Why do ASHA workers in India earn so little? -Shruti Ambast
India’s response to the pandemic has depended heavily on the exploited labour of women workers, most of them from marginalised backgrounds. These are ASHAs or Accredited Social Health Activists, the cadre of frontline health workers that has been mobilised for everything from door-to-door surveys, distributing medicine kits, measuring oxygen saturation, monitoring containment zones and spreading awareness about vaccines. 70,000 such women recently went on strike in Maharashtra demanding higher pay, regularisation of work and social protection. In August 2020 there was a nationwide strike of 6 lakh ASHAs, and over the past year there have been strikes and protests across States, including Karnataka, Madhya Pradesh, Haryana, Punjab, Gujarat and Kerala.
The extra burden of pandemic-related duties, lack of protective gear, harassment by the public and delayed payment of COVID honorariums have led to this breaking point, for workers who were already underpaid and overburdened. This has also prompted the National Human Rights Commission to ask the Centre and States to file reports on the poor working conditions of ASHAs. The existing policy framework for ASHAs, based on regressive classifications of women’s labour, does not support adequate compensation, and is in need of a complete overhaul.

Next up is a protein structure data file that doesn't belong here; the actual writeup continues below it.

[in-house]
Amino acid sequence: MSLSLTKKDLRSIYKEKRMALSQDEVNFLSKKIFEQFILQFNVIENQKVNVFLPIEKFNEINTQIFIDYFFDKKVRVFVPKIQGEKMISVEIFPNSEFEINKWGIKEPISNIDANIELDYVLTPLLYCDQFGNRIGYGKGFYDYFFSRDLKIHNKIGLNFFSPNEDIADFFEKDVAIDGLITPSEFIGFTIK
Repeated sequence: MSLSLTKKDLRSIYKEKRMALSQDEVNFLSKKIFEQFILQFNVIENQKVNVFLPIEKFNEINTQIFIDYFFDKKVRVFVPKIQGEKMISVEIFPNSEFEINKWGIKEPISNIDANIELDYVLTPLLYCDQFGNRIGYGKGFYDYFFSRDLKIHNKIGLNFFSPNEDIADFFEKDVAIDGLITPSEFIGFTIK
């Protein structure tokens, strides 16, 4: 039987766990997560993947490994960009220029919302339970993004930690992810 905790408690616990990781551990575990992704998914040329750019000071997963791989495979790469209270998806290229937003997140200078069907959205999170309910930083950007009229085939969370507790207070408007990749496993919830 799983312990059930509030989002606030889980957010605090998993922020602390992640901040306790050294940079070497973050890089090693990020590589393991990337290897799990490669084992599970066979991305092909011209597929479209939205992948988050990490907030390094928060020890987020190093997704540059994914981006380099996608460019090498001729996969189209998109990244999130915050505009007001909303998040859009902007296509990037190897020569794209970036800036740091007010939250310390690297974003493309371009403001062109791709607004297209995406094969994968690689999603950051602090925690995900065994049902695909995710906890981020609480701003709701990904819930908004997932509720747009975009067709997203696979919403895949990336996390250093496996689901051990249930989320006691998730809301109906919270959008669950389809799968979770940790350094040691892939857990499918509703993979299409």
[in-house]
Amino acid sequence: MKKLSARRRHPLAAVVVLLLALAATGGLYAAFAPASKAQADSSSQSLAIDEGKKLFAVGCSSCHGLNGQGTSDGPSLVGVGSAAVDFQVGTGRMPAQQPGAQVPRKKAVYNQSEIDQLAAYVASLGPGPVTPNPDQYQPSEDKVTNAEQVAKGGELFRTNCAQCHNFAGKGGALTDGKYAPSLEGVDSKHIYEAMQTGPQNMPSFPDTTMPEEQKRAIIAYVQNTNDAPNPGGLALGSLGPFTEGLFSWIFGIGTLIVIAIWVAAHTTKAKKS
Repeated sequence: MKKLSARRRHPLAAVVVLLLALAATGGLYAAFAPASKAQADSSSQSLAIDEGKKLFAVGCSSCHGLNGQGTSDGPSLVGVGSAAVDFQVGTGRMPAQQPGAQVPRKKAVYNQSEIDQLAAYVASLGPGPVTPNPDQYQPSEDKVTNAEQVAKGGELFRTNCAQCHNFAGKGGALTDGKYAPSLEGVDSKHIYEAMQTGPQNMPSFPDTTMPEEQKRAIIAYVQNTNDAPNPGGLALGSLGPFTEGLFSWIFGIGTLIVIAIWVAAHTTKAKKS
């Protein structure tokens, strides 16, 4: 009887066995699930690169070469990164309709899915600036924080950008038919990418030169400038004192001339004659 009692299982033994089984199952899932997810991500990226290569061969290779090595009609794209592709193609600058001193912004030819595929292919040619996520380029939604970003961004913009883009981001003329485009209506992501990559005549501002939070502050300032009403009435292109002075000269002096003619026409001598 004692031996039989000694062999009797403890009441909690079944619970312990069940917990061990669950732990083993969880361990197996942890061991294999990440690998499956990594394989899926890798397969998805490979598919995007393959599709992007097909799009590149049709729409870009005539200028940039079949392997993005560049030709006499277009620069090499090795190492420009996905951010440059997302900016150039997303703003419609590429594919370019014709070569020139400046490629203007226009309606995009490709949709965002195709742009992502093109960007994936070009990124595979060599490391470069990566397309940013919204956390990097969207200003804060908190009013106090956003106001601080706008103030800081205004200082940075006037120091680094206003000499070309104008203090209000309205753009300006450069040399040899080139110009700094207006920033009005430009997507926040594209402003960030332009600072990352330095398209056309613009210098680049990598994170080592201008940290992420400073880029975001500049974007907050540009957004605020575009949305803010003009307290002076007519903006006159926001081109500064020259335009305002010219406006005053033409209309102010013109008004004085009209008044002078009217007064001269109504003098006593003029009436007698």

ASHAs: volunteers or workers?
It was in 2005 that the government started deploying ASHAs under the National Rural Health Mission (NRHM). The Mission Document of the programme posited the role of the ASHA as a core strategy for improving access to healthcare at the level of rural households. There are currently a total of 10,47,324 ASHA workers across India.
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CBGAIndia.in, 29 June, 2021, https://www.cbgaindia.org/blog/why-do-asha-workers-in-india-earn-so-little/?fbclid=IwAR3J6O3oUEXLCmId3qYXnO7l46wbe3OQ_KKh2TbWsrwRZEmurySOS04m3SM